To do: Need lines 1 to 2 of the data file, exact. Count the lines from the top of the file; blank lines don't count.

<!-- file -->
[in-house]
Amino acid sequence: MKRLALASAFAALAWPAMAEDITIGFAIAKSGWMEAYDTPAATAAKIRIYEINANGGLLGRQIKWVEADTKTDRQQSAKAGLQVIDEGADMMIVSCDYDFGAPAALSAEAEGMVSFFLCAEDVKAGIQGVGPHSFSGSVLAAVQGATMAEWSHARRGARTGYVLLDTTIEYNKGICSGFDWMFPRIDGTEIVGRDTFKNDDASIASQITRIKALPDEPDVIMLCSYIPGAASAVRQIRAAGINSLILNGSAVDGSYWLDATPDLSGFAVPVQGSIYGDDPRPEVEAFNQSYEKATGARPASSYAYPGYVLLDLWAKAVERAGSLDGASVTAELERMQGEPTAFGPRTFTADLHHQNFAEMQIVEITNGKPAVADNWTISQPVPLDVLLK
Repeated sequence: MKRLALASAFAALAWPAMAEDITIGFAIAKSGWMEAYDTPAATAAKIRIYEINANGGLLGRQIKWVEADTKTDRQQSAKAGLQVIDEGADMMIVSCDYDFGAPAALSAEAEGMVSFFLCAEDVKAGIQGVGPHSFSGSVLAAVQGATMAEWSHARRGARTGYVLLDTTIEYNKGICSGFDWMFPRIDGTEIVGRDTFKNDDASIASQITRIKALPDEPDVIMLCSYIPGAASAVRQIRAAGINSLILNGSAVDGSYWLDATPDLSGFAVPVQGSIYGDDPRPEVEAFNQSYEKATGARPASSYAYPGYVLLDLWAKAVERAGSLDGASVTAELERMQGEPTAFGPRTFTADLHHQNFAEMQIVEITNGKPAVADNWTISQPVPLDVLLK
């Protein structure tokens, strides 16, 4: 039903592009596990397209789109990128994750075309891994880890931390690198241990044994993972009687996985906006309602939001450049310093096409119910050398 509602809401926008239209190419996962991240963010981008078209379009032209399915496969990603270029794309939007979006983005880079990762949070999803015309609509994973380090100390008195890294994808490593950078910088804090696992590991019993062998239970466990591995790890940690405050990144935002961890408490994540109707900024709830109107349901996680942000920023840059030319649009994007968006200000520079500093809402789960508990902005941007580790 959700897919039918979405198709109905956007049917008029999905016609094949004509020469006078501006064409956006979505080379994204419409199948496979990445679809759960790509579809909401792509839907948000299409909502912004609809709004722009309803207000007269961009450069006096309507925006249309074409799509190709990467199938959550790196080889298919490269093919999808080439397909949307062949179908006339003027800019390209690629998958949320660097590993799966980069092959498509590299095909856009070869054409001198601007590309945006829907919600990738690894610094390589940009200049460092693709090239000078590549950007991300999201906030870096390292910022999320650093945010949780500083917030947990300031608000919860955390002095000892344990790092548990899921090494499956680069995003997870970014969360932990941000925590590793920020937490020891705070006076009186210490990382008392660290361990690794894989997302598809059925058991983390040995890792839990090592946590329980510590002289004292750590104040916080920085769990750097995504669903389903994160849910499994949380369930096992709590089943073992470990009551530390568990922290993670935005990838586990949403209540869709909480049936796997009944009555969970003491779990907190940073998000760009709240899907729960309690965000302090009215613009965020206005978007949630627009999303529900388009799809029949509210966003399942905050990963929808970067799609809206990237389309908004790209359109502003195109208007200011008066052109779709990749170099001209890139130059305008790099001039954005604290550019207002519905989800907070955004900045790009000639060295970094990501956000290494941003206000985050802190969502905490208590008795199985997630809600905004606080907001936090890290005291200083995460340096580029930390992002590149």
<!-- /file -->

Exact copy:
[in-house]
Amino acid sequence: MKRLALASAFAALAWPAMAEDITIGFAIAKSGWMEAYDTPAATAAKIRIYEINANGGLLGRQIKWVEADTKTDRQQSAKAGLQVIDEGADMMIVSCDYDFGAPAALSAEAEGMVSFFLCAEDVKAGIQGVGPHSFSGSVLAAVQGATMAEWSHARRGARTGYVLLDTTIEYNKGICSGFDWMFPRIDGTEIVGRDTFKNDDASIASQITRIKALPDEPDVIMLCSYIPGAASAVRQIRAAGINSLILNGSAVDGSYWLDATPDLSGFAVPVQGSIYGDDPRPEVEAFNQSYEKATGARPASSYAYPGYVLLDLWAKAVERAGSLDGASVTAELERMQGEPTAFGPRTFTADLHHQNFAEMQIVEITNGKPAVADNWTISQPVPLDVLLK